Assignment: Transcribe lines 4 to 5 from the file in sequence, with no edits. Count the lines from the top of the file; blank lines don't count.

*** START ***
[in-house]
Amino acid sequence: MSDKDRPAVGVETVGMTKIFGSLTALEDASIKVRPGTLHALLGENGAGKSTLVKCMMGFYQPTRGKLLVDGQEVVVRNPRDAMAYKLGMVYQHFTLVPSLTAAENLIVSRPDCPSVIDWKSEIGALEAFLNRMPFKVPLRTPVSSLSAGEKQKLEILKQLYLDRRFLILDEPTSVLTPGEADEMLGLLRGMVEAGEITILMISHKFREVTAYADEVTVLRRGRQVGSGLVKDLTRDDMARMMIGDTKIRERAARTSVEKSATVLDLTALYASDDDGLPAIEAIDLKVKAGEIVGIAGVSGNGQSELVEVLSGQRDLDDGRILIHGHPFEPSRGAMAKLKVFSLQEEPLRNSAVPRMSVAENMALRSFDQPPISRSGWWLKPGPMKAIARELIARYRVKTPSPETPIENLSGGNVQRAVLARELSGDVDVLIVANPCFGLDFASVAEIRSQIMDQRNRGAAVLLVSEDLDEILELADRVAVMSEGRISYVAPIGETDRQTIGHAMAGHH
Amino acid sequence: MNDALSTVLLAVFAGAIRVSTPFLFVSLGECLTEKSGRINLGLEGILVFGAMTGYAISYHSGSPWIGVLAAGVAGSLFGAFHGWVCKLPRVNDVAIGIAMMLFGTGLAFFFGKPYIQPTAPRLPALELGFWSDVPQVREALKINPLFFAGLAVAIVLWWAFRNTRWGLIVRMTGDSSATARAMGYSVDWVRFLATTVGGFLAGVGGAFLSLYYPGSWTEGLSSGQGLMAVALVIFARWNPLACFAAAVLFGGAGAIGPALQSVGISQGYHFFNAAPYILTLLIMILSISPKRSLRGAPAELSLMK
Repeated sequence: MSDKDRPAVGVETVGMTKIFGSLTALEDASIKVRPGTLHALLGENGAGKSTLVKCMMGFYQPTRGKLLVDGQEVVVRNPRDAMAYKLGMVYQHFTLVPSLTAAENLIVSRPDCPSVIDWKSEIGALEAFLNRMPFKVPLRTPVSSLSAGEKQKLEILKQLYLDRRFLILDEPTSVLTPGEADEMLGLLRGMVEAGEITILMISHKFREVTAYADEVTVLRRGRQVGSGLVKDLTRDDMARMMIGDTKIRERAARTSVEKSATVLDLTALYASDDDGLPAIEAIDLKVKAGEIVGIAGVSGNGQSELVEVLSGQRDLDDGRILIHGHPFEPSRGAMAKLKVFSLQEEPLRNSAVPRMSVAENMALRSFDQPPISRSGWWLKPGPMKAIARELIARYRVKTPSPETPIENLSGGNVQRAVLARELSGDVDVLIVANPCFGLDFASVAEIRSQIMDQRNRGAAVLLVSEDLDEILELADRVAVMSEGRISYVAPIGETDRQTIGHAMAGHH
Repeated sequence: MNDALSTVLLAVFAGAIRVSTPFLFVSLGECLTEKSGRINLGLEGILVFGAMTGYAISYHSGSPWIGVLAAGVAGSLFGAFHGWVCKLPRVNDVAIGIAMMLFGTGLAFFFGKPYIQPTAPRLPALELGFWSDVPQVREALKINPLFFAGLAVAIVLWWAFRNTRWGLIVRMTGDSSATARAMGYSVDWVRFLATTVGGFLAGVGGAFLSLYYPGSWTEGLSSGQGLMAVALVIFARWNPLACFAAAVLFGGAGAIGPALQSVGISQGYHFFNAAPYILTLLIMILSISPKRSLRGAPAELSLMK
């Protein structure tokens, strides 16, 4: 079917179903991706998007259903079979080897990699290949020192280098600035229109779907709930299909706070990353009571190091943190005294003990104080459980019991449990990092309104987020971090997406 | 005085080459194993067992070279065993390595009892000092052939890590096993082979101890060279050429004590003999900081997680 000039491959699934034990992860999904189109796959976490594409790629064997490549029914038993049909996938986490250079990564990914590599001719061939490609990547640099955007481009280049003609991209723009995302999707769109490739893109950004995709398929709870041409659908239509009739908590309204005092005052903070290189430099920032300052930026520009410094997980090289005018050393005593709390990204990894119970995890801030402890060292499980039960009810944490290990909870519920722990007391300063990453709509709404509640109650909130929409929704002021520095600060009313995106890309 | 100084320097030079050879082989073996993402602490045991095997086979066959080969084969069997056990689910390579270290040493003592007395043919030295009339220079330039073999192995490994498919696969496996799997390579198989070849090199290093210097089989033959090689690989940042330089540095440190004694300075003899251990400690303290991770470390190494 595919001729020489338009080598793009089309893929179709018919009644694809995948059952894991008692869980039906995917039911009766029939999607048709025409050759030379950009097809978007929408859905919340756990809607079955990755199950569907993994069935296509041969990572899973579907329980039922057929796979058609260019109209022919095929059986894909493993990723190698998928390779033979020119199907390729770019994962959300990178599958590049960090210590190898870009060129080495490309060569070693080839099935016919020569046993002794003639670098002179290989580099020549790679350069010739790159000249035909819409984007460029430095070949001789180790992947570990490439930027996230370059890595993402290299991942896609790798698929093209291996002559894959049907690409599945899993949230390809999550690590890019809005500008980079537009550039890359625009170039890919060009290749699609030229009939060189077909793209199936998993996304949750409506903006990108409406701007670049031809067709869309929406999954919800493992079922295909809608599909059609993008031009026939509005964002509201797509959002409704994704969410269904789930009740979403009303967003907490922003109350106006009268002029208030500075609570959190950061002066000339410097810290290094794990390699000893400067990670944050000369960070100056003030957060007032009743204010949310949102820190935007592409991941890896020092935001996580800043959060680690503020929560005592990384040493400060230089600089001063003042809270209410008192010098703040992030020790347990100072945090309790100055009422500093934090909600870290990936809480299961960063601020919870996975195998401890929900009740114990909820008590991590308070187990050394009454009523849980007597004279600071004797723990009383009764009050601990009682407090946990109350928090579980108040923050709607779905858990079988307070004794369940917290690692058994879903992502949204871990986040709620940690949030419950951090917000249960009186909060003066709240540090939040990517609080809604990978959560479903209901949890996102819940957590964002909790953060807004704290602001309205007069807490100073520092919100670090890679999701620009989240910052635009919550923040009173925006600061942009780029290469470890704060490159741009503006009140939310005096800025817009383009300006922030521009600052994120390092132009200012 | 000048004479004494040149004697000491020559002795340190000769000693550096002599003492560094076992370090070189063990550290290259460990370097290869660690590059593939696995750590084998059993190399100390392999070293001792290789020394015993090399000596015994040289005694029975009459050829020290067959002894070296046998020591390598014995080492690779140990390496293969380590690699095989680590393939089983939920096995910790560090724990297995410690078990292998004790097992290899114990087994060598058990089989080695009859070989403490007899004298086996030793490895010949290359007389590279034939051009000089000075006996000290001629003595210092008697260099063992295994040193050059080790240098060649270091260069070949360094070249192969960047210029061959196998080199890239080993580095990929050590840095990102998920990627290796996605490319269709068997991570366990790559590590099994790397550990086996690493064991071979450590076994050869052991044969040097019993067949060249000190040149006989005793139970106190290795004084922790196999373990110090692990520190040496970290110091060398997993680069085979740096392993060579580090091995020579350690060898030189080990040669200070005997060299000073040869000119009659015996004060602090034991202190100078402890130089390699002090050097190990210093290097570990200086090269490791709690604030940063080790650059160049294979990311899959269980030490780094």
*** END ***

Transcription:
Repeated sequence: MSDKDRPAVGVETVGMTKIFGSLTALEDASIKVRPGTLHALLGENGAGKSTLVKCMMGFYQPTRGKLLVDGQEVVVRNPRDAMAYKLGMVYQHFTLVPSLTAAENLIVSRPDCPSVIDWKSEIGALEAFLNRMPFKVPLRTPVSSLSAGEKQKLEILKQLYLDRRFLILDEPTSVLTPGEADEMLGLLRGMVEAGEITILMISHKFREVTAYADEVTVLRRGRQVGSGLVKDLTRDDMARMMIGDTKIRERAARTSVEKSATVLDLTALYASDDDGLPAIEAIDLKVKAGEIVGIAGVSGNGQSELVEVLSGQRDLDDGRILIHGHPFEPSRGAMAKLKVFSLQEEPLRNSAVPRMSVAENMALRSFDQPPISRSGWWLKPGPMKAIARELIARYRVKTPSPETPIENLSGGNVQRAVLARELSGDVDVLIVANPCFGLDFASVAEIRSQIMDQRNRGAAVLLVSEDLDEILELADRVAVMSEGRISYVAPIGETDRQTIGHAMAGHH
Repeated sequence: MNDALSTVLLAVFAGAIRVSTPFLFVSLGECLTEKSGRINLGLEGILVFGAMTGYAISYHSGSPWIGVLAAGVAGSLFGAFHGWVCKLPRVNDVAIGIAMMLFGTGLAFFFGKPYIQPTAPRLPALELGFWSDVPQVREALKINPLFFAGLAVAIVLWWAFRNTRWGLIVRMTGDSSATARAMGYSVDWVRFLATTVGGFLAGVGGAFLSLYYPGSWTEGLSSGQGLMAVALVIFARWNPLACFAAAVLFGGAGAIGPALQSVGISQGYHFFNAAPYILTLLIMILSISPKRSLRGAPAELSLMK